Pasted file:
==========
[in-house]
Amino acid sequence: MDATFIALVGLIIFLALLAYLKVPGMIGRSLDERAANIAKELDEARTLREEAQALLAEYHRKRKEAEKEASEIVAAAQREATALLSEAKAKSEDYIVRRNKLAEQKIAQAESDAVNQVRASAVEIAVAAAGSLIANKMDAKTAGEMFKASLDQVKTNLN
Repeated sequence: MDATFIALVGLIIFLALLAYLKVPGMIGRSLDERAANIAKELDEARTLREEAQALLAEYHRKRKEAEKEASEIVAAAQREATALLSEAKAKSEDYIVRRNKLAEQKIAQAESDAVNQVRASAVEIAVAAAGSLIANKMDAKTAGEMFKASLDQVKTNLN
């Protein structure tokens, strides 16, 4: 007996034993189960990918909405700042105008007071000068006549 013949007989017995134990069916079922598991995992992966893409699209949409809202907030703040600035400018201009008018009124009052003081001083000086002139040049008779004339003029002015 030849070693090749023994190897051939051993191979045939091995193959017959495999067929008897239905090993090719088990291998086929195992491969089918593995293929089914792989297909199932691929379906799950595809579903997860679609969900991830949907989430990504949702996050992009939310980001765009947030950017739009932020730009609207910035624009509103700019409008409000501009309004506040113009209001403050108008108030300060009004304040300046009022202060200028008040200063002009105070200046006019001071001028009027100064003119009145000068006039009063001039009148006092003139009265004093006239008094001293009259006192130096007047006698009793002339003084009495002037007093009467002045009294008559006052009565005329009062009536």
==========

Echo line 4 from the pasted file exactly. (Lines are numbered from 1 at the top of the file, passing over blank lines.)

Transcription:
């Protein structure tokens, strides 16, 4: 007996034993189960990918909405700042105008007071000068006549 013949007989017995134990069916079922598991995992992966893409699209949409809202907030703040600035400018201009008018009124009052003081001083000086002139040049008779004339003029002015 030849070693090749023994190897051939051993191979045939091995193959017959495999067929008897239905090993090719088990291998086929195992491969089918593995293929089914792989297909199932691929379906799950595809579903997860679609969900991830949907989430990504949702996050992009939310980001765009947030950017739009932020730009609207910035624009509103700019409008409000501009309004506040113009209001403050108008108030300060009004304040300046009022202060200028008040200063002009105070200046006019001071001028009027100064003119009145000068006039009063001039009148006092003139009265004093006239008094001293009259006192130096007047006698009793002339003084009495002037007093009467002045009294008559006052009565005329009062009536």